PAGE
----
Public Comment to the House Appropriations Legislative Branch Subcommittee for FY2014

I will be submitting the following public comment to the House Committee on Appropriations Subcommittee on the Legislative Branch regarding Public Access to Legislative Information.


I write to urge the subcommittee to expand funding for legislative transparency.

I am the president of Civic Impulse LLC, which operates the free legislative tracking service Our website has become an authoritative source for legislative information:

  • More citizens turn to for information about the status of legislation than the Library of Congress (LOC)‘s THOMAS and websites. [See]
  • Hundreds of House and Senate staff use each day.
  • More than 70 congressmen use GovTrack services to display congressional district maps and their voting record on their official website.

Why is this? has become the de facto authoritative source for legislative information because the Congress does not publish enough “bulk legislative data.” In 2004 we stepped in to fill the vacuum created by the lack of information coming from the Congress. It is long past due for the House to correct this problem.

When the Committee released a draft report last year indicating it intended to have legislative branch agencies publish less bulk data, The Washington Post picked up on the story and wrote:

“At Congress’s ’90s-vintage archive site, there’s no way to compare bills side by side. No tool to measure the success rate of a bill’s sponsor. And there’s certainly no way to leave a comment. Congress makes it hard for outside sites to do any of this, either, by refusing to give out bulk data on its bills in a user-friendly form.” (“Congressional data may soon be easier to use online,” The Washington Post, June 8, 2012.)

Soon after, the Speaker and Majority Leader formed the “Bulk Data Task Force.” Since the formation of the task force, new bulk data projects have been completed at the Government Printing Office (GPO) including bulk bill text and at the House Clerk (committee schedules and documents and bulk floor action data).

“Bulk data” is a core component of any government information dissemination program. The House Clerk publishes roll call vote results as bulk XML data. In 2009, the Government Printing Office began offering bulk data for bill text, the Federal Register, and other publications. The Office of Law Revision Counsel publishes the United States Code in multiple bulk data formats. Bulk data can be produced at a fraction of the cost of other information dissemination methods, such as colorful websites.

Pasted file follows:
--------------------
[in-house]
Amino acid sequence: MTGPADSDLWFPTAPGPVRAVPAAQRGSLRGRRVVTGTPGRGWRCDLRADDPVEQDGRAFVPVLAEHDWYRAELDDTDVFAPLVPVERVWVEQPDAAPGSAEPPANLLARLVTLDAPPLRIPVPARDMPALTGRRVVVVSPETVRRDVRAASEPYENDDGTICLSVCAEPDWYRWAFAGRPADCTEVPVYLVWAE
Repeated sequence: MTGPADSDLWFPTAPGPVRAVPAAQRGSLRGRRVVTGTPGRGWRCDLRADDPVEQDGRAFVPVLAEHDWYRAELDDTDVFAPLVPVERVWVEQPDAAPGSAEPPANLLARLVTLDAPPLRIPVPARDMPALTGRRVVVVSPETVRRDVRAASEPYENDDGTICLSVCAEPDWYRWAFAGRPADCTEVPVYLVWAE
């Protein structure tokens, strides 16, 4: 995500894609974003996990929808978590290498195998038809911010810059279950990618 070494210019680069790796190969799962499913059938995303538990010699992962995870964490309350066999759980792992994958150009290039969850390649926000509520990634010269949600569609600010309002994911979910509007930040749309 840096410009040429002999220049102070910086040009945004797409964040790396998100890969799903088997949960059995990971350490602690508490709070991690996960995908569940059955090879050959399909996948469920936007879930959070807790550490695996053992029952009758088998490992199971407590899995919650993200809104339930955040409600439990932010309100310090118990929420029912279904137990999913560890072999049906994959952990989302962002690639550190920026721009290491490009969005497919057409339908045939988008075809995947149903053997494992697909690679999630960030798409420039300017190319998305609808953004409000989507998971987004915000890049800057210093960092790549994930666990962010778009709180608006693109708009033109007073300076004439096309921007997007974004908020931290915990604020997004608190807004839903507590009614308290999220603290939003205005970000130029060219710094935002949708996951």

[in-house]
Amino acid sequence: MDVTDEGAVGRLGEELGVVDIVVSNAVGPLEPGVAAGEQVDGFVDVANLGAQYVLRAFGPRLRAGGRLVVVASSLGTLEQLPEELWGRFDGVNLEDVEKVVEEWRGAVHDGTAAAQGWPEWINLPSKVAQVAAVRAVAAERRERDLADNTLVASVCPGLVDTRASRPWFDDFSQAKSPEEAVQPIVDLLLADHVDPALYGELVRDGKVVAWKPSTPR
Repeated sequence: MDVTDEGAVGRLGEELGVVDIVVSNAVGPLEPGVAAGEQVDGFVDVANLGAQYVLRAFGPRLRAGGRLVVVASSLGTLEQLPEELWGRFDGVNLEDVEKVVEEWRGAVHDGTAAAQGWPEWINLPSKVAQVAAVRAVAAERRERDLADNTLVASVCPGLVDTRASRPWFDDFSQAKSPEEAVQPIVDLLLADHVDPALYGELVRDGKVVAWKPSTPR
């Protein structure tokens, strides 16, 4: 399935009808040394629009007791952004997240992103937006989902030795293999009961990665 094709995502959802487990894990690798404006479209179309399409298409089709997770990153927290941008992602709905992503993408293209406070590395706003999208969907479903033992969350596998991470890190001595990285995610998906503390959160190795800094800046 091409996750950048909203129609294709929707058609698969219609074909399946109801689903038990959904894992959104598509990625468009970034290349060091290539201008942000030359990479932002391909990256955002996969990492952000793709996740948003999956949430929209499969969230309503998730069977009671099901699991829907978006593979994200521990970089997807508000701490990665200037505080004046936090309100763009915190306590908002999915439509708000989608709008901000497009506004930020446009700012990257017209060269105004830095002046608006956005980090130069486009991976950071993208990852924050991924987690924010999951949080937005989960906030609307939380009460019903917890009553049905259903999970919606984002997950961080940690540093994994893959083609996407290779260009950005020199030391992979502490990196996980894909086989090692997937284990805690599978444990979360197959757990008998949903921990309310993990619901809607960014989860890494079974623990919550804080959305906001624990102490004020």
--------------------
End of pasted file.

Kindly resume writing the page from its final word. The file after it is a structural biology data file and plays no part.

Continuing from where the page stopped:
Yet much information about the Congress remains out of public view. There is no public bulk data for the status of legislation (the LOC “BSS” database), amendments, or committee votes. I believe that eventually all official artifacts of the legislative process should be available online, free, in real time, and as structured bulk data. [See Recommendations to the Bulk Data Task Force.]

And, sadly, proposals for cost-reduction threaten the public’s access to the law itself. A 2013 congressionally-funded report by the National Academy of Public Administration (NAPA) called for the Congress to consider charging the public fees to read the law online at GPO’s website. NAPA’s report is severely out of touch. There is no dispute that it is a moral imperative for Congress to fund programs that provide broad access to the law and other parts of the public record. is a demonstration that bulk data creates broad public access and that bulk data is also the most cost-effective way to create access. Since 2004, has reached tens of millions of individuals at a cost of less than $1 million.

The Committee can advance broad public access to legislative information by providing adequate funding for:

  • Publishing the LOC legislative status (“BSS”) database as bulk data. [See Recommendations to the Bulk Data Task Force.]
  • Enhancing GPO’s highly successful FDSys system.
  • Creating bulk data program officers at GPO, LOC, and under House Clerk.
  • Evaluating the cost and impact of legislative transparency by an organization that believes in the public’s right to primary legal documents (i.e. not NAPA).

Thank you for the opportunity to submit comments on legislative branch appropriations for FY 2014.

Joshua Tauberer

President, Civic Impulse LLC

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